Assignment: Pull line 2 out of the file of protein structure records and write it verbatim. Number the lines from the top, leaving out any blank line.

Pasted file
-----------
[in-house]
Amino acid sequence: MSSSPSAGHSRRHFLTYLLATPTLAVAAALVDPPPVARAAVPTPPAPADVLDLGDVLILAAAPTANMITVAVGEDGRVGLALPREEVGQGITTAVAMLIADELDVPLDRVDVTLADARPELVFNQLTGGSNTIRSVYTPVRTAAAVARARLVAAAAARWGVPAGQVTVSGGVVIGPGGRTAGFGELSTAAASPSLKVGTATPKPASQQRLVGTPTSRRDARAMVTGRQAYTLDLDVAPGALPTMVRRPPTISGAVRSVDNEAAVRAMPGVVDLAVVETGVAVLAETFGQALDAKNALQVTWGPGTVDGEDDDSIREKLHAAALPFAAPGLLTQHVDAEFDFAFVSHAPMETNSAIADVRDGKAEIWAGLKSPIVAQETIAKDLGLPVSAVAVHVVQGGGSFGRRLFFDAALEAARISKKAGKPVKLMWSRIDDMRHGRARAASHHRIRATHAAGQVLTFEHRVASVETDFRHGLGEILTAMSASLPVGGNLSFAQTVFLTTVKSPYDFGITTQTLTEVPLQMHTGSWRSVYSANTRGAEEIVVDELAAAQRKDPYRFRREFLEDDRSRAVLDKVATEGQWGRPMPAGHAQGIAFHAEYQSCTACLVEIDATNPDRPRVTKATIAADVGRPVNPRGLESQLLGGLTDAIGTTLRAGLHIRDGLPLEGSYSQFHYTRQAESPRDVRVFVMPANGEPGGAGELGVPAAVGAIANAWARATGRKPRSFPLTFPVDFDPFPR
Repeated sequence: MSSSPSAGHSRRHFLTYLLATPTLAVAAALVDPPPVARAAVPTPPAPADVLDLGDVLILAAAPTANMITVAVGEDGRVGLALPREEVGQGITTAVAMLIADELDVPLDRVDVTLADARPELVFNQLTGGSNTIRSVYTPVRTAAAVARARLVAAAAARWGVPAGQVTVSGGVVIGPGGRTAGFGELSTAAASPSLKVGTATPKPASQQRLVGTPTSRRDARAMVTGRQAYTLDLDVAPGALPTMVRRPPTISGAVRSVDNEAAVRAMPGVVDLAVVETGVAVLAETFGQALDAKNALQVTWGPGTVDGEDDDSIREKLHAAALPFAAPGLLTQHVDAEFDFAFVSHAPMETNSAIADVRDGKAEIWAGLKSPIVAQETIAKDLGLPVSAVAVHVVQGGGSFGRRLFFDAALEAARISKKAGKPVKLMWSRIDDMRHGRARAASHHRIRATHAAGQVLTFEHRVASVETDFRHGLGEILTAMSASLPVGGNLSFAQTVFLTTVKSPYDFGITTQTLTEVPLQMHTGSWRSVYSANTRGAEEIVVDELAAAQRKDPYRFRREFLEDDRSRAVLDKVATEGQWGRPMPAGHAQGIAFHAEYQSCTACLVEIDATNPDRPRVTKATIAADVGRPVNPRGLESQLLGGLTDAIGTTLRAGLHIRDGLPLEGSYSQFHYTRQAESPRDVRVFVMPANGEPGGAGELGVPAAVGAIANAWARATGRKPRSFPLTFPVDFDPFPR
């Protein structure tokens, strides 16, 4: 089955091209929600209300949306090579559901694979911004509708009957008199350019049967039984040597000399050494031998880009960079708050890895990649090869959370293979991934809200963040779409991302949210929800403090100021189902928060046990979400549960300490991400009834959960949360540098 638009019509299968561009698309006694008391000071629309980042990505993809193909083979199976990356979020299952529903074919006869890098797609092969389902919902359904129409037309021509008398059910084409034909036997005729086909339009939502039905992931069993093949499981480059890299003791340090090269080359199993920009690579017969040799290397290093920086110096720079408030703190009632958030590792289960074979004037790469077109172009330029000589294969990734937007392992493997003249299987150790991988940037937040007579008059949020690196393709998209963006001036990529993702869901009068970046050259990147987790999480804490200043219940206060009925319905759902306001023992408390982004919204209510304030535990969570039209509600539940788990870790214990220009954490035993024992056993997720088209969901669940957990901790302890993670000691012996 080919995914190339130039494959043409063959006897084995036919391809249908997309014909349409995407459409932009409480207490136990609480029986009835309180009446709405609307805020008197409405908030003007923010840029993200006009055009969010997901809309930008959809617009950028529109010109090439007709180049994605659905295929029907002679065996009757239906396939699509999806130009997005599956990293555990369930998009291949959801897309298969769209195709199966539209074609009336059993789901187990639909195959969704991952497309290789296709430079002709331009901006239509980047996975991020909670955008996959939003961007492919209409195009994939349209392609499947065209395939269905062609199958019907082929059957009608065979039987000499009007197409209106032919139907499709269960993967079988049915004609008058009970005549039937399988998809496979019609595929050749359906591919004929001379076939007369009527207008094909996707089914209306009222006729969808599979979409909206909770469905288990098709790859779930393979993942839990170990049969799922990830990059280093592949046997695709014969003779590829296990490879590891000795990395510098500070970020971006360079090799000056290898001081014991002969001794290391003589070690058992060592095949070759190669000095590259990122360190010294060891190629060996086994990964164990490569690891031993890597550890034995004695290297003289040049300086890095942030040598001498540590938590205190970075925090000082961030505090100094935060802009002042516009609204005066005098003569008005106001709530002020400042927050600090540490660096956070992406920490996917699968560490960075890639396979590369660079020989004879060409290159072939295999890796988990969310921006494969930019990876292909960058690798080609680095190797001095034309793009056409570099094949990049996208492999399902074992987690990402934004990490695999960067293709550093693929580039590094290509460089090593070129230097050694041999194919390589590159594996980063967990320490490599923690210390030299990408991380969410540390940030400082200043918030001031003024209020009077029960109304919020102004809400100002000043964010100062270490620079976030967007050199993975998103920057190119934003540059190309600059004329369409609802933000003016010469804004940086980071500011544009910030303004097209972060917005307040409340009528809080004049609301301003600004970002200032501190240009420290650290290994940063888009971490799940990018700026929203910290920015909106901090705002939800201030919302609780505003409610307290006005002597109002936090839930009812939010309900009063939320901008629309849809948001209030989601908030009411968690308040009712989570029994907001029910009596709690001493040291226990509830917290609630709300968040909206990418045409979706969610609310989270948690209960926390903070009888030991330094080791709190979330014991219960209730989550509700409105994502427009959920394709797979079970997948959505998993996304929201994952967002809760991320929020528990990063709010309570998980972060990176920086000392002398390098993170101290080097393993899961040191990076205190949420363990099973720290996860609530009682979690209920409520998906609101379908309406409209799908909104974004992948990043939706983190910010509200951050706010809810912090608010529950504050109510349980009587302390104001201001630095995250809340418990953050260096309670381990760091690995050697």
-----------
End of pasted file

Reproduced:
Amino acid sequence: MSSSPSAGHSRRHFLTYLLATPTLAVAAALVDPPPVARAAVPTPPAPADVLDLGDVLILAAAPTANMITVAVGEDGRVGLALPREEVGQGITTAVAMLIADELDVPLDRVDVTLADARPELVFNQLTGGSNTIRSVYTPVRTAAAVARARLVAAAAARWGVPAGQVTVSGGVVIGPGGRTAGFGELSTAAASPSLKVGTATPKPASQQRLVGTPTSRRDARAMVTGRQAYTLDLDVAPGALPTMVRRPPTISGAVRSVDNEAAVRAMPGVVDLAVVETGVAVLAETFGQALDAKNALQVTWGPGTVDGEDDDSIREKLHAAALPFAAPGLLTQHVDAEFDFAFVSHAPMETNSAIADVRDGKAEIWAGLKSPIVAQETIAKDLGLPVSAVAVHVVQGGGSFGRRLFFDAALEAARISKKAGKPVKLMWSRIDDMRHGRARAASHHRIRATHAAGQVLTFEHRVASVETDFRHGLGEILTAMSASLPVGGNLSFAQTVFLTTVKSPYDFGITTQTLTEVPLQMHTGSWRSVYSANTRGAEEIVVDELAAAQRKDPYRFRREFLEDDRSRAVLDKVATEGQWGRPMPAGHAQGIAFHAEYQSCTACLVEIDATNPDRPRVTKATIAADVGRPVNPRGLESQLLGGLTDAIGTTLRAGLHIRDGLPLEGSYSQFHYTRQAESPRDVRVFVMPANGEPGGAGELGVPAAVGAIANAWARATGRKPRSFPLTFPVDFDPFPR